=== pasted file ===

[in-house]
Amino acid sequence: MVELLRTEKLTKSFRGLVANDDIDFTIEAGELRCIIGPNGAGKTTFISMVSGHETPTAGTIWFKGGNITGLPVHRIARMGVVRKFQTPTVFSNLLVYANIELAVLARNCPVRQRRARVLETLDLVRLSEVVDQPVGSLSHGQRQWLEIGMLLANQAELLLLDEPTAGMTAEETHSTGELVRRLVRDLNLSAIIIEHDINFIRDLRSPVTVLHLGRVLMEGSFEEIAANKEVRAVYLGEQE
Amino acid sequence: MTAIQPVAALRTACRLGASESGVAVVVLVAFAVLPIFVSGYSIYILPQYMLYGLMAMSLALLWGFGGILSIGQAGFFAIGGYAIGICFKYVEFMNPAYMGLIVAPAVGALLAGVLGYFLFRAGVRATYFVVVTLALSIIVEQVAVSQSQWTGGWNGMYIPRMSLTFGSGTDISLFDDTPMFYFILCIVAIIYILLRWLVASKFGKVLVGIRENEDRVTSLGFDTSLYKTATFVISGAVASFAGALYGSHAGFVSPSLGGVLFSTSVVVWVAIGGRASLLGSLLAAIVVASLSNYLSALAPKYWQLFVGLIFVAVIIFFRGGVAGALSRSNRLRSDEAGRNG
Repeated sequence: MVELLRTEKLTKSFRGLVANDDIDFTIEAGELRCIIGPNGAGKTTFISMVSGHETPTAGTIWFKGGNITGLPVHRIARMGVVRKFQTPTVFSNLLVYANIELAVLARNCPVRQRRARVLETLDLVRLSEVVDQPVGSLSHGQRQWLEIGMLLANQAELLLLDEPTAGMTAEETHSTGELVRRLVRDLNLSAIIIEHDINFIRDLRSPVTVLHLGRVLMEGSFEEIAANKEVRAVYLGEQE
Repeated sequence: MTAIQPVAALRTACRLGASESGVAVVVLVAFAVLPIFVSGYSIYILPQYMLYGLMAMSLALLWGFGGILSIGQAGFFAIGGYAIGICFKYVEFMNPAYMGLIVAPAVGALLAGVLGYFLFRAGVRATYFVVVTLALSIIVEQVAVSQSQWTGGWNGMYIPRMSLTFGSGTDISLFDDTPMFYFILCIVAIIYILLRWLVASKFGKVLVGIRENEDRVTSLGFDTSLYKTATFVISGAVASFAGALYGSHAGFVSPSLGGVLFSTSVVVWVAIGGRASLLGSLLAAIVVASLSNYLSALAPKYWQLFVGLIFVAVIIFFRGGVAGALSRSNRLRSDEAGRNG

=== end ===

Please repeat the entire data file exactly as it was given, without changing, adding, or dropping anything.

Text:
[in-house]
Amino acid sequence: MVELLRTEKLTKSFRGLVANDDIDFTIEAGELRCIIGPNGAGKTTFISMVSGHETPTAGTIWFKGGNITGLPVHRIARMGVVRKFQTPTVFSNLLVYANIELAVLARNCPVRQRRARVLETLDLVRLSEVVDQPVGSLSHGQRQWLEIGMLLANQAELLLLDEPTAGMTAEETHSTGELVRRLVRDLNLSAIIIEHDINFIRDLRSPVTVLHLGRVLMEGSFEEIAANKEVRAVYLGEQE
Amino acid sequence: MTAIQPVAALRTACRLGASESGVAVVVLVAFAVLPIFVSGYSIYILPQYMLYGLMAMSLALLWGFGGILSIGQAGFFAIGGYAIGICFKYVEFMNPAYMGLIVAPAVGALLAGVLGYFLFRAGVRATYFVVVTLALSIIVEQVAVSQSQWTGGWNGMYIPRMSLTFGSGTDISLFDDTPMFYFILCIVAIIYILLRWLVASKFGKVLVGIRENEDRVTSLGFDTSLYKTATFVISGAVASFAGALYGSHAGFVSPSLGGVLFSTSVVVWVAIGGRASLLGSLLAAIVVASLSNYLSALAPKYWQLFVGLIFVAVIIFFRGGVAGALSRSNRLRSDEAGRNG
Repeated sequence: MVELLRTEKLTKSFRGLVANDDIDFTIEAGELRCIIGPNGAGKTTFISMVSGHETPTAGTIWFKGGNITGLPVHRIARMGVVRKFQTPTVFSNLLVYANIELAVLARNCPVRQRRARVLETLDLVRLSEVVDQPVGSLSHGQRQWLEIGMLLANQAELLLLDEPTAGMTAEETHSTGELVRRLVRDLNLSAIIIEHDINFIRDLRSPVTVLHLGRVLMEGSFEEIAANKEVRAVYLGEQE
Repeated sequence: MTAIQPVAALRTACRLGASESGVAVVVLVAFAVLPIFVSGYSIYILPQYMLYGLMAMSLALLWGFGGILSIGQAGFFAIGGYAIGICFKYVEFMNPAYMGLIVAPAVGALLAGVLGYFLFRAGVRATYFVVVTLALSIIVEQVAVSQSQWTGGWNGMYIPRMSLTFGSGTDISLFDDTPMFYFILCIVAIIYILLRWLVASKFGKVLVGIRENEDRVTSLGFDTSLYKTATFVISGAVASFAGALYGSHAGFVSPSLGGVLFSTSVVVWVAIGGRASLLGSLLAAIVVASLSNYLSALAPKYWQLFVGLIFVAVIIFFRGGVAGALSRSNRLRSDEAGRNG